Perceiving sadness and lack of strength like a cold

Maybe the university psychologist was right after all: I could have used a study group all my life. The first step in that direction was reading about a lot of people on Twitter, authors I admire, who mentioned their anti-depressants now and then. The second part was that this friend and colleague told me in the car how it was with her and the medication. "It’s not like it’s going to make everything stop", she said meaningfully. "The dark thoughts and the dark phases are still there. But you’re more likely to see them coming, and you’re more likely to look at them from the outside, and you realize they’re not everything." What should I say. There are side effects. I put on weight. There are effects. For the first time in years I’m happy about things I’ve never been happy about. Praise. Dear. Wool blankets. Yeah, some things get weird: I’m fond of woolen blankets suddenly.

No more fear of failure

My emotions are not cut off, they have rather become clearer. Music and books make me happier than I used to be. What others think of me is more indifferent to me. But at first I thought I couldn’t work anymore. Writing is my profession, and when the anti-depressant began to take effect, I sat in front of the empty Word document for days on end. Wasn’t that exactly what I’d always dreaded? No, I had misunderstood. The reason I suddenly couldn’t write was not because I suddenly had no depths and no darkness left in me. The reason was that I was suddenly no longer terrified of failure and of disappointing others. I realized that this had always been my main motivation in the 25 years of my professional life: sheer, naked fear.

It was an aha moment to realize that I can call people and say: I can’t get this done this week – I can do it next week or the week after? The experience that you are not hated or despised for it, but that life goes on as normal afterwards, was new to me. It was good. I’m sure I’ve been lucky because the medication has kicked in. I don’t freak out anymore, I’m not overwhelmed anymore, I’m much less anxious, and I haven’t lain in bed sad for days since, only for hours at a time. The sadness and the powerlessness are still there, but I can now perceive them like a cold: as something that happens to me and that stops again, not as something that I am and that constitutes me.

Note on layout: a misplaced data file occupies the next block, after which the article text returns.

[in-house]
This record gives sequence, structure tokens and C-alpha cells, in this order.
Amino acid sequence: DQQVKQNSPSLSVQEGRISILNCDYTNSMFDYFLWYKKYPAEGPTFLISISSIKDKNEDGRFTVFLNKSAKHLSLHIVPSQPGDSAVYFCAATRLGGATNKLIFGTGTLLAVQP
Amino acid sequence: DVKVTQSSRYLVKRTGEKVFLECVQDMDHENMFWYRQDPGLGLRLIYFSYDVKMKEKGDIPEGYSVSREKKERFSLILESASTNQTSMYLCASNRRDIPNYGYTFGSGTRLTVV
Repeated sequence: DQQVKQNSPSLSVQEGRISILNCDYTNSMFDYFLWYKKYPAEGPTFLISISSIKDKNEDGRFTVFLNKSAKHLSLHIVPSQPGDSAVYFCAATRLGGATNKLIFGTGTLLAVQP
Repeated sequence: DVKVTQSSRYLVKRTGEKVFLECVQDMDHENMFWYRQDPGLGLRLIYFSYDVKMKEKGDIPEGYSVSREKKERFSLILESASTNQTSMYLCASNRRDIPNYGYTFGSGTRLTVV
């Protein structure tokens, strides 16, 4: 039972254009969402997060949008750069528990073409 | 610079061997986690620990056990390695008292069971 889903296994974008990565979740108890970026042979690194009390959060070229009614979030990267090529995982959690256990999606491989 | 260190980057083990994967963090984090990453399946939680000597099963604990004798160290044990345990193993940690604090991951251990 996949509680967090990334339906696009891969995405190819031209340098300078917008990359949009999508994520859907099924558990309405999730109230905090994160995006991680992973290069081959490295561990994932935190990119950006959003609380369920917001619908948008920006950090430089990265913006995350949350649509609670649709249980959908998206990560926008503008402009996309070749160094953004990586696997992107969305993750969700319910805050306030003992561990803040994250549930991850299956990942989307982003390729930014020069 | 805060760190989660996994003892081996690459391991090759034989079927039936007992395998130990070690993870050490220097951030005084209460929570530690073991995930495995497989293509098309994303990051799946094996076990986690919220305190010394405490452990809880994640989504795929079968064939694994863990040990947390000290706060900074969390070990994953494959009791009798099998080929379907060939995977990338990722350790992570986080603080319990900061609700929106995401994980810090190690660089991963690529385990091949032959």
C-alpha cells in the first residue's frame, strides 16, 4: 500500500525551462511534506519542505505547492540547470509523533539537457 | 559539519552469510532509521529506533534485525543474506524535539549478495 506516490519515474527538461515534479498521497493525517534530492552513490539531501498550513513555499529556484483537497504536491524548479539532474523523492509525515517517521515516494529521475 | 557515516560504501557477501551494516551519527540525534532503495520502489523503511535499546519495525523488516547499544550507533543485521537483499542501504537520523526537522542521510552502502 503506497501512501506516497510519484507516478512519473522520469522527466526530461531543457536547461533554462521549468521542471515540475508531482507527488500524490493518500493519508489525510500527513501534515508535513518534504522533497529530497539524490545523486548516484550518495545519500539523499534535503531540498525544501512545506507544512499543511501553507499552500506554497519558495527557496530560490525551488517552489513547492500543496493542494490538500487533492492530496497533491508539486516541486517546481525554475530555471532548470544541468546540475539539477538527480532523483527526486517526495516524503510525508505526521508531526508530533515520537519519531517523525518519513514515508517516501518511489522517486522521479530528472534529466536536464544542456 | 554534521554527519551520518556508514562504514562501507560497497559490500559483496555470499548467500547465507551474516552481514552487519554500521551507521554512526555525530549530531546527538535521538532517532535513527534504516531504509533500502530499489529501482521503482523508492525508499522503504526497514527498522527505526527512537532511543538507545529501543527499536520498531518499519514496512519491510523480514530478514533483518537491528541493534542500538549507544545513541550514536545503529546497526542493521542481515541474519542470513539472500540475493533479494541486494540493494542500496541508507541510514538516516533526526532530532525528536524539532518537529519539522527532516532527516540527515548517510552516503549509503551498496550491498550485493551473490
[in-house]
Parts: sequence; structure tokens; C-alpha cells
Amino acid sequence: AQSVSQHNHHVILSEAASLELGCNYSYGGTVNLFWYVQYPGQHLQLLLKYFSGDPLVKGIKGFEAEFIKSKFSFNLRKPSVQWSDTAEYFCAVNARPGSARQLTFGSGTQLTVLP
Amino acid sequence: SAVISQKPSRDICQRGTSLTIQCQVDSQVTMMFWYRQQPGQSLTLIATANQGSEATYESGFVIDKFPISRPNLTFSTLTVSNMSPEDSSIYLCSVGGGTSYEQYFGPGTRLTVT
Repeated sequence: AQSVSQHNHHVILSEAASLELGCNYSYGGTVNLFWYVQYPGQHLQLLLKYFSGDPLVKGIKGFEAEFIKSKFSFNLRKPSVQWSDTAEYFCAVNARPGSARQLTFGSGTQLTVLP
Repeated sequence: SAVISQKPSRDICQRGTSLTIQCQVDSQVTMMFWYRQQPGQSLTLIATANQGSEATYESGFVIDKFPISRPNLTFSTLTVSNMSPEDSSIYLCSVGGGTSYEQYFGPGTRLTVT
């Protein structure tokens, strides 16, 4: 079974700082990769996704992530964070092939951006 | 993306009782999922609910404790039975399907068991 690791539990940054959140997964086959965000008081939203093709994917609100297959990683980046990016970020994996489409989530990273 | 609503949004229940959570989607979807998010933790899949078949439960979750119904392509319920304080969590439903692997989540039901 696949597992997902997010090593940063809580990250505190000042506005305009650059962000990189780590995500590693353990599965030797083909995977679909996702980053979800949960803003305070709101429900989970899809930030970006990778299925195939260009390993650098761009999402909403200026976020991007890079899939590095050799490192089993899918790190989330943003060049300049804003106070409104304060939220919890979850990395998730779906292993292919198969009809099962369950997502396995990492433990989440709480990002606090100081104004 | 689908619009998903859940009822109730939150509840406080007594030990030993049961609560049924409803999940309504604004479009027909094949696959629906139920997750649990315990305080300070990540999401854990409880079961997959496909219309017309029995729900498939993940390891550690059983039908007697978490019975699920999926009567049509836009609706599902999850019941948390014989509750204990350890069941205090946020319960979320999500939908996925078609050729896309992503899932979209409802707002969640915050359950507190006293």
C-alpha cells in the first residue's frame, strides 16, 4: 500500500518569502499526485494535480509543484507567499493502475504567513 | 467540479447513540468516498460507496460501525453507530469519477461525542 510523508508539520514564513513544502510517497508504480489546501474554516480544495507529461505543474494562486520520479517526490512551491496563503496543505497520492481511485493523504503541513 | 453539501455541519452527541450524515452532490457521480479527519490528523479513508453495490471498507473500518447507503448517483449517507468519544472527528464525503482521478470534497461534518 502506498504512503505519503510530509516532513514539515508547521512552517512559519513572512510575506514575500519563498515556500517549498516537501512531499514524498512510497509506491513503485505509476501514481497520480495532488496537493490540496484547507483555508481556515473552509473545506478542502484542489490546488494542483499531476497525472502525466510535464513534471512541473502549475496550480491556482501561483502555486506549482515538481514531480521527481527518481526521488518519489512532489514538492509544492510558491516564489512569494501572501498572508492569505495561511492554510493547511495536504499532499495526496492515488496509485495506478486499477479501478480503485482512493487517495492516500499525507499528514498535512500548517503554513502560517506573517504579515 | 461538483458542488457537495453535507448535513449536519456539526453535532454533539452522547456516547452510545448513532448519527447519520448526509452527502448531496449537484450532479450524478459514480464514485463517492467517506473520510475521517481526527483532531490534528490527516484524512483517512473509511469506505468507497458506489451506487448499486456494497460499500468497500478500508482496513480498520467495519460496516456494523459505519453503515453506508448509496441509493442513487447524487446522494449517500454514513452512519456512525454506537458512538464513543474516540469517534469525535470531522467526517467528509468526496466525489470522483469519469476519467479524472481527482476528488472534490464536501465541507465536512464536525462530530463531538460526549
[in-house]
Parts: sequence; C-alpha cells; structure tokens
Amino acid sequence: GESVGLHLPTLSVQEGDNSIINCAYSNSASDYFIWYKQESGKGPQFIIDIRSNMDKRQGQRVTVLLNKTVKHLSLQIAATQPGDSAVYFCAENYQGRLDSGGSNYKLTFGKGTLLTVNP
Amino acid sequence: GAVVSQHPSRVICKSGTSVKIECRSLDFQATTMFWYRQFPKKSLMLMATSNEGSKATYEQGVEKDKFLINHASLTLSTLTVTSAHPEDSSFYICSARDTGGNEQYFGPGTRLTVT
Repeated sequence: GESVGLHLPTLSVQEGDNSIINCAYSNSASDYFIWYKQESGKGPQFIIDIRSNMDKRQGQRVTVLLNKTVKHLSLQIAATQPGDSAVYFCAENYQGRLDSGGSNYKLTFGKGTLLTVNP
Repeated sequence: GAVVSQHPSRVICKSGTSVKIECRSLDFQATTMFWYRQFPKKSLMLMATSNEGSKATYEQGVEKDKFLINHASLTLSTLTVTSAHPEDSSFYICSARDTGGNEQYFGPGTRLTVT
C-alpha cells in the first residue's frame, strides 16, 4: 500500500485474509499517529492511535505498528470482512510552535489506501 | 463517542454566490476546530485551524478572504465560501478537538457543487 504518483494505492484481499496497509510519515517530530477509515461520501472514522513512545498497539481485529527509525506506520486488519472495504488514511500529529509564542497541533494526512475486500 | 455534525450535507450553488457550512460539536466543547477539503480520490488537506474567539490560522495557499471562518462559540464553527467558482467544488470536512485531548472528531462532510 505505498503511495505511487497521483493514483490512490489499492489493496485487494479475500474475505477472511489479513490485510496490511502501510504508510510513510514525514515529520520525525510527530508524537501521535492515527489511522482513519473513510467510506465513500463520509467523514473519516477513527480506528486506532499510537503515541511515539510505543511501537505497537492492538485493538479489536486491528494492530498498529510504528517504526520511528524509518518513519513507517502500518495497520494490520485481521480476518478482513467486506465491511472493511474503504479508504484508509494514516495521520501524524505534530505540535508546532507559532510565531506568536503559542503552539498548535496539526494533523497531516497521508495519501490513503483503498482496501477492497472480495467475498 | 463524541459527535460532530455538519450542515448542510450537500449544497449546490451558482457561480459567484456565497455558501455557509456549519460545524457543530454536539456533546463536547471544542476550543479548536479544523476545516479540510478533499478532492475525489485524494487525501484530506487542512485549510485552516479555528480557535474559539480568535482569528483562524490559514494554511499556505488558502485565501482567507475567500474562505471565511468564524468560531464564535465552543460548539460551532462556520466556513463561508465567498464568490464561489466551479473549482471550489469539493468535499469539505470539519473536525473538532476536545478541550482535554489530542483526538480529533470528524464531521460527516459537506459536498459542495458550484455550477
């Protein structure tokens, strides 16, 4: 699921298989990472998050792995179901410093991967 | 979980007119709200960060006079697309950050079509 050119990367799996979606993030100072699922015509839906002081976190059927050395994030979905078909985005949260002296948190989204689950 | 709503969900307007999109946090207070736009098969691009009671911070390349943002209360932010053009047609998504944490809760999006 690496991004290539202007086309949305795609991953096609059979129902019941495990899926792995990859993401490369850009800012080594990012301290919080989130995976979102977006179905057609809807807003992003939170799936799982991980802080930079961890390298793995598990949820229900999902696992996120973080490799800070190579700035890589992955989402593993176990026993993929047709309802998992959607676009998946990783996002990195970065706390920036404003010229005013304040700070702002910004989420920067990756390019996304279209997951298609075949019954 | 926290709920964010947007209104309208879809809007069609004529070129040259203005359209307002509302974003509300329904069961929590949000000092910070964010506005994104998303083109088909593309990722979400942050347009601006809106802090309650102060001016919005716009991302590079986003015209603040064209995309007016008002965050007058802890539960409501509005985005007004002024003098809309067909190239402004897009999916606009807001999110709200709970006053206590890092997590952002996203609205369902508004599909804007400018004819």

Research the causes

For the first time, I’m happy about things I used to wave through. Now when someone praises me for my work, I think, wow, okay, thanks, how great. I used to think: well, this person probably doesn’t know himself that well, well, too bad for him. I’m no longer afraid of traveling, of being away from home or on the phone, of everyday things like taxes and neighbors. I have hardly any nightmares.

But as I said: I was lucky. There’s no guarantee that pills will work on the first, second or third try. There is criticism of the so-called SSRIs, the serotonin reuptake inhibitors, as I also take them, and it may be justified. The important thing for me is: I have not resigned myself to the fact that I am never really well, sometimes very bad and often moderately bad. The tablets also have their own destructive seductive power. If they don’t work, they might tell you that it’s all pointless anyway. If they work, they may tell you that all is well now. I suspect that it is not so. Now, a year after I started, now that I feel stable and well: now I realize that I have to do even more. Talk. But research the causes. Don’t think it will ever stop. I suspect that it is a life task: not to let it get you down, to keep getting back up, and to get by very well instead of more badly than good.

Living with depression:'Ich habe oft daran gedacht, mich hinzulegen und nicht wieder aufzustehen'

Reading Tip: Till Raether has written a book about his depressions:"Am I already depressed, or is this still life??" (Rowohlt, 14 euros).